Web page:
Wikileaks publisher Julian Assange was arrested by the Metropolitan Police in London on Thursday morning. Assange was handed over to English authorities on charges of skipping bail and at the behest of U.S. federal prosecutors who have charged him with a conspiracy to facilitate the hacking of a Department of Defense computer. But how is it that Assange has been charged with conspiracy — when the statute of limitations for it is five years and the alleged offense dates back to 2010? Enter the government’s magic word here: “terrorism.”
Details of the alleged crime committed by the transparency guru are described on page two of the seven-page indictment filed in the U.S. District Court for the Eastern District of Virginia (EDVA).
The allegation reads, in relevant part:
On or about March 8, 2010, Assange agreed to assist Manning in cracking a password stored on United States Department of Defense computers connected to the Secret Internet Protocal Network, a United States government network used for classified documents and communications…
The indictment also notes how this secret U.S. government network was classified “pursuant to an Executive order…for reasons of national defense and foreign relations.”
While the fifth page of the court filing contains a confusing litany of statutory authority for the charge against Assange, a press release from the Department of Justice (DOJ) clears things up a bit:
Assange is charged with conspiracy to commit computer intrusion and is presumed innocent unless and until proven guilty beyond a reasonable doubt. If convicted, he faces a maximum penalty of five years in prison.
At root, Wikileaks’ public face is being charged with conspiracy under 18 U.S.C. §371.
Computer law expert and criminal defense attorney Tor Ekeland quickly noted a potential infirmity in the charges.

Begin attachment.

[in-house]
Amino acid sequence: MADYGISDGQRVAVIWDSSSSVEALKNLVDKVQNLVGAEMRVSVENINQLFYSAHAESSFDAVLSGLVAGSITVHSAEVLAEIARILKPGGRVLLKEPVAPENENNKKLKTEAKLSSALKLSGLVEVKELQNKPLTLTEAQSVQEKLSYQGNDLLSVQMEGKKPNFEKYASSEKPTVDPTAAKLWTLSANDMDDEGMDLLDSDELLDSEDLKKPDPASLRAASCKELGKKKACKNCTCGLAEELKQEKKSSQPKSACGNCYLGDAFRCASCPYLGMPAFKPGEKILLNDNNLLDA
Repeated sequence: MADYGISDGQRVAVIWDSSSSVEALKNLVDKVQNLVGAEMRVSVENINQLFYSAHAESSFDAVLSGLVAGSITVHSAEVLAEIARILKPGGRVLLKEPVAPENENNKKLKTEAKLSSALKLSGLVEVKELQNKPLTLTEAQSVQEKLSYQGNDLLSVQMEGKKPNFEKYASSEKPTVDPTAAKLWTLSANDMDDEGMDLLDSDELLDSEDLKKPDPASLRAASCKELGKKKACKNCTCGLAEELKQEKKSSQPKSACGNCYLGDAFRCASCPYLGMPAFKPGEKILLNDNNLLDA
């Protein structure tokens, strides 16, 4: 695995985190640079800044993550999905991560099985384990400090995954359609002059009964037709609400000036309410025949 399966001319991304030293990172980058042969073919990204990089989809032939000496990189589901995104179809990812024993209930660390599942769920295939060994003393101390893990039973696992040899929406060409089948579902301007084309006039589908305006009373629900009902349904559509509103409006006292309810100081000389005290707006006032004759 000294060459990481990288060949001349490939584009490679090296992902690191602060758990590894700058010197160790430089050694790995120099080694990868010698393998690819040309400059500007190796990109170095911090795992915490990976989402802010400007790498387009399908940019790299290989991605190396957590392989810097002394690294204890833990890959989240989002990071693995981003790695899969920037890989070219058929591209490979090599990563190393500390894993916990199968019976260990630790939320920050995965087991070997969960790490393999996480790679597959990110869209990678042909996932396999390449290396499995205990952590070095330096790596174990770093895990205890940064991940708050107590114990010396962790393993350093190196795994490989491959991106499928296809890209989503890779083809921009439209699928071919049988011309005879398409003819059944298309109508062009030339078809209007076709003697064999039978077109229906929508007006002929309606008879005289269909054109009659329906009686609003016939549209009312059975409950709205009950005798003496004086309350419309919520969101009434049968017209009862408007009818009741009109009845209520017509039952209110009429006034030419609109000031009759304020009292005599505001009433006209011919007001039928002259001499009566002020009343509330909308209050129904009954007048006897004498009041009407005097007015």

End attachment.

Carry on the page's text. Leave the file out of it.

The statute of limitations for conspiracy under §371 is typically five years. The last overt act Assange is said to have committed in furtherance of the conspiracy allegedly occurred on March 10, 2010 when, according to the indictment, “Assange requested more information from Manning related to the password.”
Even by the indictment’s own narrative it doesn’t appear the alleged conspiracy successful because Assange allegedly told Manning he had “no luck so far” in attempting to crack said password. But that doesn’t particularly matter because conspiracy is an inchoate crime and doesn’t need to have been achieved to be prosecuted.
The problem here would seem to be that five years after the alleged date of that last alleged Assange-Manning communication occurred on March 10, 2015. The indictment itself was filed, however, on March 6, 2018–nearly eight years after the alleged conspiracy ended.
Tossed in amidst the aforementioned bits of various statutory authority is a standalone parenthetical reference to three sections of 18 U.S.C. §1030. This statute is commonly known as the Computer Fraud and Abuse Act (CFAA), the infamously malleable set of laws that led to death of Internet activist Aaron Swartz.
The reference to the CFAA makes clear that Assange is being accused of conspiracy to commit two separate violations–§1030(a)(1) and §1030(a)(2)–and that the government believes he’s potentially on the hook for a five-year sentence by reference to the statute’s punishment prong as well.
Most federal laws, including the CFAA, are also constrained by five-year statutes of limitations–unless the government claims terrorism was afoot. And that’s exactly what they’ve done here.
Buried deep within the “Definitions” section one of the many federal anti-terrorism statutes is a reference to §1030(a)(1).
Codified at 18 U.S.C. §2332b(g)(5), the law reads, in relevant part:
[T]he term “Federal crime of terrorism” means an offense that
(A) is calculated to influence or affect the conduct of government by intimidation or coercion, or to retaliate against government conduct;
and (B) is a violation of…1030(a)(1) (relating to protection of computers)
According to the DOJ, the USA PATRIOT Act took the language from §2332b and applied it to a federal statute of limitations extension statute located at 18 U.S.C. §3286. This gives President Donald Trump‘s DOJ a new timeline of eight years from the date of the last alleged overt act.
Which, in this case, means federal prosecutors filed their indictment with less than a week to spare.
This theory by the government, however, is likely to be a severe point of contention as Assange’s attorneys argue against the charges their client faces–both in front of U.K. and U.S. authorities.
As Ekeland noted on Twitter, “the terrorist angle is hyperbolic, and they’re not really hitting it in the indictment, it’s really just for the [statute of limitations].”
“To get the benefit of the eight years, they’re trying to call this a terrorist act,” Ekeland later told Wired. “That seems a little weird.”
[Image via Jack Taylor/Getty Images]